As retirement packages and job security become less of a guarantee and more of a pipe dream for younger generations, they’re looking to family for help: namely, Grandma and Grandpa. And as this recent story in The Atlantic notes, it turns out their grandparents have been happy to oblige.

According to a 2014 survey by AARP, almost all grandparents spend money on their grandchildren—and, for many, that means a lot more than an occasional gift of cash slipped into a birthday or holiday card. Of the nearly 2,000 grandparents surveyed, 53% gave aid for educational expenses, 37% sent funds for living costs, and 23% helped their kids’ kids pay their medical or dental bills.

A 2017 survey by TD Ameritrade also found grandparents to be an especially generous bunch, spending an average of $2,383 a year on their grandchildren. While any average can be skewed by the most well-off donors for whom such spending comes easily, plenty of the grandparents surveyed had to make sacrifices to provide that support: More than 25% reported dipping into their savings for the benefit of their family’s younger generation and 8% had put off retirement.

More than 25% of grandparents reported dipping into their savings for the benefit of their family’s younger generation.

Increased financial support for grandkids appears to be part of a long-term trend. A 2011 analysis of Census data by the MetLife Mature Market Institute found that these kinds of financial gifts are up. For example, the amount of money Americans 55 and older spent on primary and secondary school tuition and supplies—presumably for the benefit of grandchildren—almost tripled from 1999 to 2009.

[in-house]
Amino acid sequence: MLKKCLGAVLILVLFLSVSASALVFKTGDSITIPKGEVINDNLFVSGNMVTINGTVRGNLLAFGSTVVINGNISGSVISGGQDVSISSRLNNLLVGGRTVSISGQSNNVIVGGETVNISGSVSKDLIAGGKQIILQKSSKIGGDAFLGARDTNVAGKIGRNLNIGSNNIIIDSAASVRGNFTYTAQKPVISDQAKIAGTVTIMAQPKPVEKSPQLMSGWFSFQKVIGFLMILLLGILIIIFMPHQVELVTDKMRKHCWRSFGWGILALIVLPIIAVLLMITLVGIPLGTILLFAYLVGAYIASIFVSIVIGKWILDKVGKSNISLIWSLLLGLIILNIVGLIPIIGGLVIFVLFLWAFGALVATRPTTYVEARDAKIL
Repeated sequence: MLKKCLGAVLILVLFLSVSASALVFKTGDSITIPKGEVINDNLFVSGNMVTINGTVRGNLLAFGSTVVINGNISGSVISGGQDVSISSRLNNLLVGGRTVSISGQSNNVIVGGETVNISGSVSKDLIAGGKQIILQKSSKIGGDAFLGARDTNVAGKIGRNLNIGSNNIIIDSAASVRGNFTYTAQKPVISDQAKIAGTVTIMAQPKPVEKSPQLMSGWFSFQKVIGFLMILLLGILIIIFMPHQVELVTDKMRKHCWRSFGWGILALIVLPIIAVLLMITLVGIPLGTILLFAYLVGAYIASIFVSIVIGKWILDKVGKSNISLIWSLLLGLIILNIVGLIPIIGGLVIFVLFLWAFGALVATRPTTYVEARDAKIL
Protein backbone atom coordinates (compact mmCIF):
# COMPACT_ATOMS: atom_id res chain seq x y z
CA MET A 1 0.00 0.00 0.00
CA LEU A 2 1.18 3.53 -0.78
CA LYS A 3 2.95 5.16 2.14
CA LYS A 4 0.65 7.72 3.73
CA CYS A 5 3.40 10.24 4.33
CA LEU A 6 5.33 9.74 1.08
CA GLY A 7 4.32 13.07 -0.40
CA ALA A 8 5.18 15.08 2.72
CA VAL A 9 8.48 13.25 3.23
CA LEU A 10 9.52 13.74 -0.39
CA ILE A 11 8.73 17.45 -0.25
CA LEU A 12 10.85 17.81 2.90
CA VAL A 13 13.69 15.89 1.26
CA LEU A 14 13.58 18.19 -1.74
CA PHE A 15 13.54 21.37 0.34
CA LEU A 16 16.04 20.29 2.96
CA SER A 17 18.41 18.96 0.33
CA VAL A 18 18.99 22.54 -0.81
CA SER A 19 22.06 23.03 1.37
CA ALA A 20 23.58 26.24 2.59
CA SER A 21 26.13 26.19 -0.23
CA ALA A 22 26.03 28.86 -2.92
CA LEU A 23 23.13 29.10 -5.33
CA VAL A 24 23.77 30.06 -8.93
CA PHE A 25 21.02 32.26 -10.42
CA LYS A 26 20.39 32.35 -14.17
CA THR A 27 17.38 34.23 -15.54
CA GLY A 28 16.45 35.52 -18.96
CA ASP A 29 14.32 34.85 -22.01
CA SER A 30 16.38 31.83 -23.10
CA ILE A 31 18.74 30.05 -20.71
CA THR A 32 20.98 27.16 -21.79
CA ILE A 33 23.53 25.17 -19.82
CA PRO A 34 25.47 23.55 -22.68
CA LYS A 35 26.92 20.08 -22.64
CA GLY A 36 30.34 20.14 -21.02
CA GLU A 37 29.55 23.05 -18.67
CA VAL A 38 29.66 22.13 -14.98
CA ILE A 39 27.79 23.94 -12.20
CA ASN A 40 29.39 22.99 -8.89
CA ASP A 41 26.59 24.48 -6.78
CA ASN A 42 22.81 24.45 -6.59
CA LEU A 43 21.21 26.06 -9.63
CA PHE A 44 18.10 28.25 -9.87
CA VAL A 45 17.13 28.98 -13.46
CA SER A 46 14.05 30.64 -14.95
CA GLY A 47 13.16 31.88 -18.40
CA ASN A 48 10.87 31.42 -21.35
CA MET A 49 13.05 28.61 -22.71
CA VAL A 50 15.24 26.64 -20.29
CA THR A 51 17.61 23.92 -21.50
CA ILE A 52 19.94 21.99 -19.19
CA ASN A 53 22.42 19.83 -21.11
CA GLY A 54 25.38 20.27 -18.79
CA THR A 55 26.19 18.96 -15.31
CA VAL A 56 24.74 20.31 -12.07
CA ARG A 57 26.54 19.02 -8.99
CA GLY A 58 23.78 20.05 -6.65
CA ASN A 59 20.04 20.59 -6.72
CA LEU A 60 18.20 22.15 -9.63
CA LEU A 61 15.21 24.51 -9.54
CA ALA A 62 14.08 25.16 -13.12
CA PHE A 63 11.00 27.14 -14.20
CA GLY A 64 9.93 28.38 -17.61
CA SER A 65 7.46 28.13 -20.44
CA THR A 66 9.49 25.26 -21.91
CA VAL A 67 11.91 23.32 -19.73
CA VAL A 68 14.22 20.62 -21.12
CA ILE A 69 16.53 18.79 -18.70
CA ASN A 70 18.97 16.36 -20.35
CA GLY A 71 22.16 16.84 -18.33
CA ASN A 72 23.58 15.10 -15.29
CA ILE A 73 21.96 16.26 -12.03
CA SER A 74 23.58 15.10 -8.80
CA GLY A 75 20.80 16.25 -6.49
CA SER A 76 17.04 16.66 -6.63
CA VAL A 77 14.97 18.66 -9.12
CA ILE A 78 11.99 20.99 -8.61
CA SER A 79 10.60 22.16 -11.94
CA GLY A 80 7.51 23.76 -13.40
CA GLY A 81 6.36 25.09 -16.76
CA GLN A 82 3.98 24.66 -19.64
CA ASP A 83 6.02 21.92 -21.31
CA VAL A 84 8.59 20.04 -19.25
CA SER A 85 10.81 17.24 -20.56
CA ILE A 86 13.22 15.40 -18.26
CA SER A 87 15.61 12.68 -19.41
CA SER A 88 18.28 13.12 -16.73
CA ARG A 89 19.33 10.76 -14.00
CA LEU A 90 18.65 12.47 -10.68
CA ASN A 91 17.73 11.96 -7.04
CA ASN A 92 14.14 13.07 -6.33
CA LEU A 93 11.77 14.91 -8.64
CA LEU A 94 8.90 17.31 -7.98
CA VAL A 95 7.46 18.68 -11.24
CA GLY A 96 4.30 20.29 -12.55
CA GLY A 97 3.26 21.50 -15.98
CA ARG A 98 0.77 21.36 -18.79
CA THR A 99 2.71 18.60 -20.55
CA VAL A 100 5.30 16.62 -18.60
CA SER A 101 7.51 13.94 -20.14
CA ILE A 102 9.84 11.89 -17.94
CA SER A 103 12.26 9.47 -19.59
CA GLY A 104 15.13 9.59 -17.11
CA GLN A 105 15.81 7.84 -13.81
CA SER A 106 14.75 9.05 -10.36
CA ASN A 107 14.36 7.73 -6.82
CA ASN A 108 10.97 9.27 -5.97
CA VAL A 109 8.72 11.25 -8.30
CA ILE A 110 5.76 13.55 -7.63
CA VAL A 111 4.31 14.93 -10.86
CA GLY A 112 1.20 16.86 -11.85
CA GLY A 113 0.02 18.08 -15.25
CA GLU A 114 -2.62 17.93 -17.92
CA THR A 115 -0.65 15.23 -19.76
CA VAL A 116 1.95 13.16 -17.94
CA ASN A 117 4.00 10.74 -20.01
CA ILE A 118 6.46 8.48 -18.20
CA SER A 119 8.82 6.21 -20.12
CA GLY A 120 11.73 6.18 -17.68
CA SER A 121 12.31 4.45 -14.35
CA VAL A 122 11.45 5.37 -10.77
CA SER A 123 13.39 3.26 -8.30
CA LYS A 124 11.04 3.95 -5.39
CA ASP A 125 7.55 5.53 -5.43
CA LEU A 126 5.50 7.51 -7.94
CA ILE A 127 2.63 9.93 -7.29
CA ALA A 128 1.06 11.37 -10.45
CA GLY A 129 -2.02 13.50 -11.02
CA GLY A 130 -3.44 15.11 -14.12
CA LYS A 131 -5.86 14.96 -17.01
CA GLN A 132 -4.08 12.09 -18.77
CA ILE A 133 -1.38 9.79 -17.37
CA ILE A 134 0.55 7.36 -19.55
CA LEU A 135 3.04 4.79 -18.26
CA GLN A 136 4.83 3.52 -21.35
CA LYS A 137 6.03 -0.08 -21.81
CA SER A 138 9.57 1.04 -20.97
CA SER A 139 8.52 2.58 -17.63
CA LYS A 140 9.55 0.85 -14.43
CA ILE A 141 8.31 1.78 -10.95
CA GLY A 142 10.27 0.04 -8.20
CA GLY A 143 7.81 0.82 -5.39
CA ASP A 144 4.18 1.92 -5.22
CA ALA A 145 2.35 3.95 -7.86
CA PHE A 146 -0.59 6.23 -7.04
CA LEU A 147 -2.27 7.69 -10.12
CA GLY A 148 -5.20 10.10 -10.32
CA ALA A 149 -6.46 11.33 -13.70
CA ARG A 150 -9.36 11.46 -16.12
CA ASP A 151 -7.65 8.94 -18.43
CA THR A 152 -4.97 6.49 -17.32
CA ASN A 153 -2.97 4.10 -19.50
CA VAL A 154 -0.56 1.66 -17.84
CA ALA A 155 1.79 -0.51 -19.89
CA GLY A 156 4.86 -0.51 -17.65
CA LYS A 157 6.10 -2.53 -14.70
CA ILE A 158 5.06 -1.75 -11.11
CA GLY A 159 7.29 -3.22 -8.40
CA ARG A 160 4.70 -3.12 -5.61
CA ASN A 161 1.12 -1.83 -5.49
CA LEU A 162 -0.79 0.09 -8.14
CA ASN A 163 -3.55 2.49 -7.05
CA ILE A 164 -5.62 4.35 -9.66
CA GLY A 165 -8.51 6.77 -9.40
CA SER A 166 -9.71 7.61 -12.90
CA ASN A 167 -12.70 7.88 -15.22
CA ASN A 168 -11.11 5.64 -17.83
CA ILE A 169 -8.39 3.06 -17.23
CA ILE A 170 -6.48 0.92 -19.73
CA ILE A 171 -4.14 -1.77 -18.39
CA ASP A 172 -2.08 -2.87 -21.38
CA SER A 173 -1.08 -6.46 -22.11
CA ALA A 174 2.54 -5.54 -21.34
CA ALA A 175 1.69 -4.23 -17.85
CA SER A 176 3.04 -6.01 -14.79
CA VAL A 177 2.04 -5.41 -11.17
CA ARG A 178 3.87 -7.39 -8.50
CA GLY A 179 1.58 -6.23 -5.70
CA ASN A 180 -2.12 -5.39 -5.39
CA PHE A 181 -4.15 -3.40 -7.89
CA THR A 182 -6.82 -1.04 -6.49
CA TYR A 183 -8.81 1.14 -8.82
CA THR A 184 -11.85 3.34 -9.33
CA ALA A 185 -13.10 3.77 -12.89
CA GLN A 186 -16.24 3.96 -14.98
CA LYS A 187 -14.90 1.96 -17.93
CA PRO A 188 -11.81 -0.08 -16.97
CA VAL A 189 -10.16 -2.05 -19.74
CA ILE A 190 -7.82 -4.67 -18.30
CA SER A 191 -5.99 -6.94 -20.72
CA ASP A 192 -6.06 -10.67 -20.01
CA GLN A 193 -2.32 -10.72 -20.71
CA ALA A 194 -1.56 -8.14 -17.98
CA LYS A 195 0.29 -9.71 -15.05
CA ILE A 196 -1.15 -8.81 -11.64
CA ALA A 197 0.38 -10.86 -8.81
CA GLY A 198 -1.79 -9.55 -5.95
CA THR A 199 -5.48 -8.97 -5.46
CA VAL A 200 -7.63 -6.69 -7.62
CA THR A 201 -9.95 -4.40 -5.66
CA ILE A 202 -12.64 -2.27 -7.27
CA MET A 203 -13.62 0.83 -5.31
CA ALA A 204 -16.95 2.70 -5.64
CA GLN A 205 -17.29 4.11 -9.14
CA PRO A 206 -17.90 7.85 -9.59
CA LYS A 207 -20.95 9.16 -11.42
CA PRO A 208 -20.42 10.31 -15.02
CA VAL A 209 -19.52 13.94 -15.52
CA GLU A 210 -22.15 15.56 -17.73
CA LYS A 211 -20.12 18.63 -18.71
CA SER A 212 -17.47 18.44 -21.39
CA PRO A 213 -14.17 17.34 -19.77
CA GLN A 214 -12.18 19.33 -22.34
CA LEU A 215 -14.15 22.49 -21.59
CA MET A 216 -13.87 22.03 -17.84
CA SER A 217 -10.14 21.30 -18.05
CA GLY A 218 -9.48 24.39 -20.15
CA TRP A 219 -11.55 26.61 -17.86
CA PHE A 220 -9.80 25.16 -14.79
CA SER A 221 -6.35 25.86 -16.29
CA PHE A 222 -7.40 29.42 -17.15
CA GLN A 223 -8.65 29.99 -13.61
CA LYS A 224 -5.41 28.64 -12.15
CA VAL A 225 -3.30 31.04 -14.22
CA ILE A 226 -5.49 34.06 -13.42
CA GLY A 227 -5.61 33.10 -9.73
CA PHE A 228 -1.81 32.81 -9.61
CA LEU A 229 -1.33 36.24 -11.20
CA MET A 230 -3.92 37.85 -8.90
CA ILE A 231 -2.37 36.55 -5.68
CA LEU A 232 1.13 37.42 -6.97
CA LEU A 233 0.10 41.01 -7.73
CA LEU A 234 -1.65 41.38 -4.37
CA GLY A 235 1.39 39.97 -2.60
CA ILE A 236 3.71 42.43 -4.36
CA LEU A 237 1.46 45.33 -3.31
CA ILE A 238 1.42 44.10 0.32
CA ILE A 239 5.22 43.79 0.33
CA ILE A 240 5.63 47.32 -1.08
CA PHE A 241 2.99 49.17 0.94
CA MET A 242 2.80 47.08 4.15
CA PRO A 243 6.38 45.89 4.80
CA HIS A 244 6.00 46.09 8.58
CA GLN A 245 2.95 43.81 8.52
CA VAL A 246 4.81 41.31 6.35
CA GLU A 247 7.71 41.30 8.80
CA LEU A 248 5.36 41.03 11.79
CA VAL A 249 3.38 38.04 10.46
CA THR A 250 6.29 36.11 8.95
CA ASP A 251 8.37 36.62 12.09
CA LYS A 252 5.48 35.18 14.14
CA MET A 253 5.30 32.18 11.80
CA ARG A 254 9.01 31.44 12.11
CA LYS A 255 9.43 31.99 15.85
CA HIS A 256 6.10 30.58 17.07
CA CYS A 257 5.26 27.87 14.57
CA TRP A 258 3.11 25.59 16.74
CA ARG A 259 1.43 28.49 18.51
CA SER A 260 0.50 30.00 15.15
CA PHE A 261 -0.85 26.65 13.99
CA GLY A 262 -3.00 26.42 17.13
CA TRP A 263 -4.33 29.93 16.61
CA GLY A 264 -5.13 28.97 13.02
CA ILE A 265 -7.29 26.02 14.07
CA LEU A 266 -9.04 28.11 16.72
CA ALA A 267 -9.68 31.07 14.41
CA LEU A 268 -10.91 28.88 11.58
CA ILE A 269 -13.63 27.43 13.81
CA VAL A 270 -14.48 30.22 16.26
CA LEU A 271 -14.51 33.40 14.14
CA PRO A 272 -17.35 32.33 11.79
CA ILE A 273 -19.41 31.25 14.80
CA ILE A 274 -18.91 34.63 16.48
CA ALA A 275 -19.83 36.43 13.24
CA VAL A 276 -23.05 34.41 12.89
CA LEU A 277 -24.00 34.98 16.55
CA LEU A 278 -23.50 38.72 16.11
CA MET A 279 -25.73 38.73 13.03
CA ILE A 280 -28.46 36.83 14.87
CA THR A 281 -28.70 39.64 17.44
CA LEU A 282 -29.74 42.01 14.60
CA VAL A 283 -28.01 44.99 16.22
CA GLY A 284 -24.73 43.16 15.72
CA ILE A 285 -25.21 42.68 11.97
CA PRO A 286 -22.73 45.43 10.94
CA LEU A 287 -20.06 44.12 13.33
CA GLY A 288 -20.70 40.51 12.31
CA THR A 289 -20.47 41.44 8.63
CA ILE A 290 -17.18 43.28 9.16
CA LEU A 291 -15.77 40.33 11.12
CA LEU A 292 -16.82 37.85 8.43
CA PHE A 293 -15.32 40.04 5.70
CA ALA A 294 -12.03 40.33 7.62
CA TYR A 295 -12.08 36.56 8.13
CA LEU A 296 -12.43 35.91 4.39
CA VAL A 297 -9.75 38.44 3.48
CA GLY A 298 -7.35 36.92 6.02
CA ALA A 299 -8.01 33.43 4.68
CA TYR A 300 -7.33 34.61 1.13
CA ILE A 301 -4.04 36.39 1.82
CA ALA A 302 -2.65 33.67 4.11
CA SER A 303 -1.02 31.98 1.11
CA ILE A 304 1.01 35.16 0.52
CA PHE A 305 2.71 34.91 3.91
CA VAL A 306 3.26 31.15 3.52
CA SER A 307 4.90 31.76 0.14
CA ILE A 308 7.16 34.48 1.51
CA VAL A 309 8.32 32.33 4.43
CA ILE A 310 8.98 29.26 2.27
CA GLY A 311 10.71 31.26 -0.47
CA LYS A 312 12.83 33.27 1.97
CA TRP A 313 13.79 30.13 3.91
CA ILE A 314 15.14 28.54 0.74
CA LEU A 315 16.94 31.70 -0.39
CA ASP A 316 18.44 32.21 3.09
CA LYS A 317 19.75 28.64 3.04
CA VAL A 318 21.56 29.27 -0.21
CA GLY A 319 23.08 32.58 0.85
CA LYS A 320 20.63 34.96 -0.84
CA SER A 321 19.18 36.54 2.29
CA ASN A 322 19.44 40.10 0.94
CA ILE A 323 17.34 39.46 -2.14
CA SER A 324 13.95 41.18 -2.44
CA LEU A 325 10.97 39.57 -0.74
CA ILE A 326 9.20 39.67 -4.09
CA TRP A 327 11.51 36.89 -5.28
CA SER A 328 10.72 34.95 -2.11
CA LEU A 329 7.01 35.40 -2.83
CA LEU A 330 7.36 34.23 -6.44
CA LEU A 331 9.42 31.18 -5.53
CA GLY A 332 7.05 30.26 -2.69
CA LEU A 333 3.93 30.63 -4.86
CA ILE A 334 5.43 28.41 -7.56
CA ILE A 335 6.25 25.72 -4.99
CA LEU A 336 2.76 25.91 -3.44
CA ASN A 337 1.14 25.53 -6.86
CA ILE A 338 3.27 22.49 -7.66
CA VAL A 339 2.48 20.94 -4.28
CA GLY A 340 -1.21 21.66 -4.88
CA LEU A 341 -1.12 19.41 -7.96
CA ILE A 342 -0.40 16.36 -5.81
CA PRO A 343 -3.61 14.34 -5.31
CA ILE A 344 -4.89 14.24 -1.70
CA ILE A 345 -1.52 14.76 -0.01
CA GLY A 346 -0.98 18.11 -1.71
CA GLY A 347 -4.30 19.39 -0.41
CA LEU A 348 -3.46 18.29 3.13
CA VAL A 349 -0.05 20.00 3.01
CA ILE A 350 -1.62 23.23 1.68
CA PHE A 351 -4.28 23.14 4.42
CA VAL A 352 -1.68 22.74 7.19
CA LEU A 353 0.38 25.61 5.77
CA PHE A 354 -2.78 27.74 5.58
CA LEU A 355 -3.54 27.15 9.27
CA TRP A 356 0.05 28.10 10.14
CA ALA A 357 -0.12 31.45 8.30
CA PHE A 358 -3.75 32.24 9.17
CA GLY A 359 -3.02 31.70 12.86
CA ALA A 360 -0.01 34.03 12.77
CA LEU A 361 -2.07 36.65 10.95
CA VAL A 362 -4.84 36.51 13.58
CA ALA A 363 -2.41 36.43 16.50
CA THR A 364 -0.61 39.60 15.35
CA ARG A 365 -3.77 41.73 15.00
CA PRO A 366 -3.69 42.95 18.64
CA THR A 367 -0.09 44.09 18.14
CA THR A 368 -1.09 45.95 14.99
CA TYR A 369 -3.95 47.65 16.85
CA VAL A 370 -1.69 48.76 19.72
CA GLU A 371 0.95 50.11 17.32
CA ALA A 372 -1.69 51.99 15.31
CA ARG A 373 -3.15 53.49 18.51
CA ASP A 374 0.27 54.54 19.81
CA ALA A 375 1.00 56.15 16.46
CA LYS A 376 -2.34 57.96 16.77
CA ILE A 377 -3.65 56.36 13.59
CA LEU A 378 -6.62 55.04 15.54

Many grandparents view their own financial issues, like medical bills and rising cost of living, as less pressing than the uncertainty of their grandkids’ health care and pension plans.

The reasoning behind this generosity? For many grandparents, it’s because their generation has benefited from robust social programs like Social Security, while younger generations are increasingly struggling with financial security and questions about the social safety net.

Ultimately, giving younger generations money comes down to “a way of expressing love,” NYU sociology professor Kathleen Gerson tells The Atlantic. It’s a way to make sure “that your children’s children will have a decent spot in the world,” whatever the world may look like for them for the next several decades.

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